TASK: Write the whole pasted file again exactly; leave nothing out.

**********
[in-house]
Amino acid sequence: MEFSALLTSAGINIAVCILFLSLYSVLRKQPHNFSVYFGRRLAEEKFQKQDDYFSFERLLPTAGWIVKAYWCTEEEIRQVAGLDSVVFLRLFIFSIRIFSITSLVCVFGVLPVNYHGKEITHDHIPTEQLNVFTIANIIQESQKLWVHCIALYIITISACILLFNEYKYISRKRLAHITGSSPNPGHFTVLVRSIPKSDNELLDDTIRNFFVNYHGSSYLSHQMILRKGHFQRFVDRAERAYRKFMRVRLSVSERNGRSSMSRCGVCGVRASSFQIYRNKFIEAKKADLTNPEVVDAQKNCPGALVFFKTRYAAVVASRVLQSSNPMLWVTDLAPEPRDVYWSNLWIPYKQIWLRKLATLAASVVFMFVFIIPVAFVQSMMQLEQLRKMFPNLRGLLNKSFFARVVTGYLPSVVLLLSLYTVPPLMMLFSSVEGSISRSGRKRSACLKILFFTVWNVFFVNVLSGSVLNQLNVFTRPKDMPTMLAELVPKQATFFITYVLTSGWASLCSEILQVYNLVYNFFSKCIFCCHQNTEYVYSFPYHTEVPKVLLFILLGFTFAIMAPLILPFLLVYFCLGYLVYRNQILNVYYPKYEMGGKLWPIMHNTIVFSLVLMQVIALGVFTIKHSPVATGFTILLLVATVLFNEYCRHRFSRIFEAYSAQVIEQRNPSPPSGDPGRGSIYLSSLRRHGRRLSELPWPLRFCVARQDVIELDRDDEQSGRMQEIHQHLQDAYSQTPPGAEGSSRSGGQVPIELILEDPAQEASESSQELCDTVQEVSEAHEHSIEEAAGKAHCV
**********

[in-house]
Amino acid sequence: MEFSALLTSAGINIAVCILFLSLYSVLRKQPHNFSVYFGRRLAEEKFQKQDDYFSFERLLPTAGWIVKAYWCTEEEIRQVAGLDSVVFLRLFIFSIRIFSITSLVCVFGVLPVNYHGKEITHDHIPTEQLNVFTIANIIQESQKLWVHCIALYIITISACILLFNEYKYISRKRLAHITGSSPNPGHFTVLVRSIPKSDNELLDDTIRNFFVNYHGSSYLSHQMILRKGHFQRFVDRAERAYRKFMRVRLSVSERNGRSSMSRCGVCGVRASSFQIYRNKFIEAKKADLTNPEVVDAQKNCPGALVFFKTRYAAVVASRVLQSSNPMLWVTDLAPEPRDVYWSNLWIPYKQIWLRKLATLAASVVFMFVFIIPVAFVQSMMQLEQLRKMFPNLRGLLNKSFFARVVTGYLPSVVLLLSLYTVPPLMMLFSSVEGSISRSGRKRSACLKILFFTVWNVFFVNVLSGSVLNQLNVFTRPKDMPTMLAELVPKQATFFITYVLTSGWASLCSEILQVYNLVYNFFSKCIFCCHQNTEYVYSFPYHTEVPKVLLFILLGFTFAIMAPLILPFLLVYFCLGYLVYRNQILNVYYPKYEMGGKLWPIMHNTIVFSLVLMQVIALGVFTIKHSPVATGFTILLLVATVLFNEYCRHRFSRIFEAYSAQVIEQRNPSPPSGDPGRGSIYLSSLRRHGRRLSELPWPLRFCVARQDVIELDRDDEQSGRMQEIHQHLQDAYSQTPPGAEGSSRSGGQVPIELILEDPAQEASESSQELCDTVQEVSEAHEHSIEEAAGKAHCV